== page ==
Prostate cancer has become a growing problem in he United States. Numerous experts are saying this is because many men are not getting the proper screening. Is your physician telling you the importance of getting prostate cancer screening?
CBS news reports on prostate cancer screening.
Researchers are saying that fewer men are being diagnosed with prostate cancer and fewer men are being screened for the disease. Two new studies concerning the issue were published on Tuesday.
“At issue is the prostate-specific antigen, or PSA, test. For years in the United States, men age 50 and older routinely underwent PSA screening to help detect early prostate cancer,” according to CBS news.
But some doctors question whether this routine screening is a good idea.
The U.S. Preventive Services Task Force actually does not recommend this routine screening. The panel found that the testing might do more harm than good, because this type of cancer is slow growing, meaning it may never advance to a fatal level.
Some physicians fear that there are men who are diagnosed with extremely early forms of the cancer and then unnecessarily get subject to radiation and surgery. this can have bad side effects such as impotence.
The two new studies were recently published in the Journal of the American Medical Association. The studies say that the new recommendations have had an impact on the public.
What were the results of the studies?
In the first study, the American Cancer Society (ACS) experts found that in 2013, 31 percent of U.S. men age 50 and older said they'd had a PSA test in the past year. CBS explains,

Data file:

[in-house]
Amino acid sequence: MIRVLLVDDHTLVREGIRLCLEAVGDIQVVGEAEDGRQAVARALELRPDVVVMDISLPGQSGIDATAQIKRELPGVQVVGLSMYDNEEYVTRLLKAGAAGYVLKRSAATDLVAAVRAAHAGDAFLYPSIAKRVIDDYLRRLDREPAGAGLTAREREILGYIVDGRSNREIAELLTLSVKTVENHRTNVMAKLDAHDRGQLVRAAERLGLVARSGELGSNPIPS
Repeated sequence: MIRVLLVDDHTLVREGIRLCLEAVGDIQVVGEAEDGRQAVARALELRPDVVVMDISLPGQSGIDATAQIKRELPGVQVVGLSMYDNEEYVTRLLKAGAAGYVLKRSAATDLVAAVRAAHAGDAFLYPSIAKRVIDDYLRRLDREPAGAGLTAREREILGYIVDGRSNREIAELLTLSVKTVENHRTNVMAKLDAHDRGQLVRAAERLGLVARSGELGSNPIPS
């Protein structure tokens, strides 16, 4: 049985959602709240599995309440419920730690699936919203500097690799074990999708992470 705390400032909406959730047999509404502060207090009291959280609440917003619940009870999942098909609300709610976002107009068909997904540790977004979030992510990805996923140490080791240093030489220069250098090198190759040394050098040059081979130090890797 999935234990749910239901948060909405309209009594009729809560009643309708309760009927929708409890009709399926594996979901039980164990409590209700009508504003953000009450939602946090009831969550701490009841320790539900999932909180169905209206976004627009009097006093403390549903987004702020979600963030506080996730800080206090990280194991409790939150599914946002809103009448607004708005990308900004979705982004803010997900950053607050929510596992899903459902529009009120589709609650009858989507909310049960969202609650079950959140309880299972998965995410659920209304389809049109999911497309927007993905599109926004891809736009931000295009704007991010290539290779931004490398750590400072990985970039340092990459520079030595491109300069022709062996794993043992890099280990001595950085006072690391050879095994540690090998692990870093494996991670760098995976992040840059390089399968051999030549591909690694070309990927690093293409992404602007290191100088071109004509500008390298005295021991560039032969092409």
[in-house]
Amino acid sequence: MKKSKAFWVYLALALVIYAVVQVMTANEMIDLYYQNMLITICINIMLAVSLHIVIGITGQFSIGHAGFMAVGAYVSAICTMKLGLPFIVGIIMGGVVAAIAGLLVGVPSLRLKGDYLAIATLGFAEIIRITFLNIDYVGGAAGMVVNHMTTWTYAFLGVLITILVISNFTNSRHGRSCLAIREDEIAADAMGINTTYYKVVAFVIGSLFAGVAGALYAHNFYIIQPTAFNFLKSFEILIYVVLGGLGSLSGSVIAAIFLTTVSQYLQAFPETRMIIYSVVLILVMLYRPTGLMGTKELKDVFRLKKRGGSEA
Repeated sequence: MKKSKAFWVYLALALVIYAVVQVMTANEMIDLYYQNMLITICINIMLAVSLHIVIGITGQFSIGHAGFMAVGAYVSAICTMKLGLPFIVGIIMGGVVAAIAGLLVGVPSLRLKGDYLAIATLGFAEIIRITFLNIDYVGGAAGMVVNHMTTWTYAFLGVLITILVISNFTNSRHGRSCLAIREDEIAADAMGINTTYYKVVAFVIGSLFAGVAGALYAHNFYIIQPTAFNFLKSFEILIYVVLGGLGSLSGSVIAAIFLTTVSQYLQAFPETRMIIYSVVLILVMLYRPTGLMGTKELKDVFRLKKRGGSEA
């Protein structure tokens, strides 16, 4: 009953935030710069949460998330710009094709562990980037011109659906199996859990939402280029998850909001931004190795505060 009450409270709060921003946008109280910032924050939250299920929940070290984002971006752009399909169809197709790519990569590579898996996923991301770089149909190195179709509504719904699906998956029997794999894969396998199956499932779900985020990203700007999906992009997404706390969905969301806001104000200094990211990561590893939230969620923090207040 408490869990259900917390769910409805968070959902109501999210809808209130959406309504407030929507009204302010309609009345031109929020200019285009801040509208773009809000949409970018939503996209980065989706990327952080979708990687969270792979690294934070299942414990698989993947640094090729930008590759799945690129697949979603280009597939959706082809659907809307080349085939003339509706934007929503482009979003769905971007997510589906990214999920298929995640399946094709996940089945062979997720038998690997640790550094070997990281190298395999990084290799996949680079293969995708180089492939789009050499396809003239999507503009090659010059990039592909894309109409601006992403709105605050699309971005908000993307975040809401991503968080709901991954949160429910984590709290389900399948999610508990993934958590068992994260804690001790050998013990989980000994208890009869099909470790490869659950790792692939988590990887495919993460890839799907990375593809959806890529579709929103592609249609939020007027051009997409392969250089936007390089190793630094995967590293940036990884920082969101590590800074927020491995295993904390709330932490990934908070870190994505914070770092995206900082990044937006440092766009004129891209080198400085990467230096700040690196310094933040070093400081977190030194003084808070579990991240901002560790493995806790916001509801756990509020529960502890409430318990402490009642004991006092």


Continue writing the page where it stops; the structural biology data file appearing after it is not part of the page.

“That was down from 38 percent in 2010, and about 41 percent in 2008 -- the year the USPSTF began advising against routine PSA testing for men ages 75 and up.”
The diagnosis of prostate cancer also went down across the nation.
The second study was conducted by researchers from Brigham and Women's Hospital and Dana-Farber Cancer Institute in Boston, and Henry Ford Health System in Detroit. They only looked at screening rates and found a similar pattern.
“The largest decline in PSA screening was among men ages 60 to 64: In 2010, 45 percent underwent screening, versus 35 percent in 2013. Men ages 50 to 54 also saw a big decline, with just 18 percent getting a PSA test in 2013 compared to 23 percent in 2010,” according to CBS.
Many physicians are questioning whether prostate cancer screening saves lives. But some argue that regardless of what each doctor believes, each patient should get counseled on prostate screening or at least be given the option.
Dr. Richard Greenberg, chief of urologic oncology at Fox Chase Cancer Center, in Philadelphia, commented on the studies. He said, “This study raises a troubling suggestion that we may be missing patients we want to find with screening. Specifically, younger men who are currently not getting screened may have cancer 10 years from now that is no longer curable.”